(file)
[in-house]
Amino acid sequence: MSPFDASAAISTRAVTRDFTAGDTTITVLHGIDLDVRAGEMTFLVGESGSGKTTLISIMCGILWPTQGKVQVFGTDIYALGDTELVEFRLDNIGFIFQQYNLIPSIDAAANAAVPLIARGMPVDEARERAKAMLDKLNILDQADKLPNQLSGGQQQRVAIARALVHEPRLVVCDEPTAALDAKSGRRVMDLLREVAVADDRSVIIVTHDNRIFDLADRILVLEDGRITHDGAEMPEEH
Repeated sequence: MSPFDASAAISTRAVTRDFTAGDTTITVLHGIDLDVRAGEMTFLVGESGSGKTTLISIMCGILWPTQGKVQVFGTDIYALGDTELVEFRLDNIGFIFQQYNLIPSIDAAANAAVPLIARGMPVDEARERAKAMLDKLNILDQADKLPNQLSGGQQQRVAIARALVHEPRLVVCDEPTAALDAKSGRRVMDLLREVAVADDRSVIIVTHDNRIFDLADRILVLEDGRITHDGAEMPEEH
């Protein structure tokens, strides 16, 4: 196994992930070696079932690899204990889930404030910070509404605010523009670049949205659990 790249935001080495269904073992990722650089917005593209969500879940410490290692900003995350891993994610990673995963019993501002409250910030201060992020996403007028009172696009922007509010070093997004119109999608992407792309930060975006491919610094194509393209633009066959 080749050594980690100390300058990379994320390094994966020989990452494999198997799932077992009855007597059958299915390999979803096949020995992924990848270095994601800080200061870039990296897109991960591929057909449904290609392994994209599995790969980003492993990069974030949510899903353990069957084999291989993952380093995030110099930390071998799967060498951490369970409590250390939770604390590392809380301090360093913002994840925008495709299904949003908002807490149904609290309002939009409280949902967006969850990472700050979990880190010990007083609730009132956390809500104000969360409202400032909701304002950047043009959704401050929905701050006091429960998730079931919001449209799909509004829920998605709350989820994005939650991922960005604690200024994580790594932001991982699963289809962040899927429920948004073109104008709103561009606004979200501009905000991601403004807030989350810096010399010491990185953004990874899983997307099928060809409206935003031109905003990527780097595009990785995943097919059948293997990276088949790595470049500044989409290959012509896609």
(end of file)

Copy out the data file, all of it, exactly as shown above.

[in-house]
Amino acid sequence: MSPFDASAAISTRAVTRDFTAGDTTITVLHGIDLDVRAGEMTFLVGESGSGKTTLISIMCGILWPTQGKVQVFGTDIYALGDTELVEFRLDNIGFIFQQYNLIPSIDAAANAAVPLIARGMPVDEARERAKAMLDKLNILDQADKLPNQLSGGQQQRVAIARALVHEPRLVVCDEPTAALDAKSGRRVMDLLREVAVADDRSVIIVTHDNRIFDLADRILVLEDGRITHDGAEMPEEH
Repeated sequence: MSPFDASAAISTRAVTRDFTAGDTTITVLHGIDLDVRAGEMTFLVGESGSGKTTLISIMCGILWPTQGKVQVFGTDIYALGDTELVEFRLDNIGFIFQQYNLIPSIDAAANAAVPLIARGMPVDEARERAKAMLDKLNILDQADKLPNQLSGGQQQRVAIARALVHEPRLVVCDEPTAALDAKSGRRVMDLLREVAVADDRSVIIVTHDNRIFDLADRILVLEDGRITHDGAEMPEEH
């Protein structure tokens, strides 16, 4: 196994992930070696079932690899204990889930404030910070509404605010523009670049949205659990 790249935001080495269904073992990722650089917005593209969500879940410490290692900003995350891993994610990673995963019993501002409250910030201060992020996403007028009172696009922007509010070093997004119109999608992407792309930060975006491919610094194509393209633009066959 080749050594980690100390300058990379994320390094994966020989990452494999198997799932077992009855007597059958299915390999979803096949020995992924990848270095994601800080200061870039990296897109991960591929057909449904290609392994994209599995790969980003492993990069974030949510899903353990069957084999291989993952380093995030110099930390071998799967060498951490369970409590250390939770604390590392809380301090360093913002994840925008495709299904949003908002807490149904609290309002939009409280949902967006969850990472700050979990880190010990007083609730009132956390809500104000969360409202400032909701304002950047043009959704401050929905701050006091429960998730079931919001449209799909509004829920998605709350989820994005939650991922960005604690200024994580790594932001991982699963289809962040899927429920948004073109104008709103561009606004979200501009905000991601403004807030989350810096010399010491990185953004990874899983997307099928060809409206935003031109905003990527780097595009990785995943097919059948293997990276088949790595470049500044989409290959012509896609």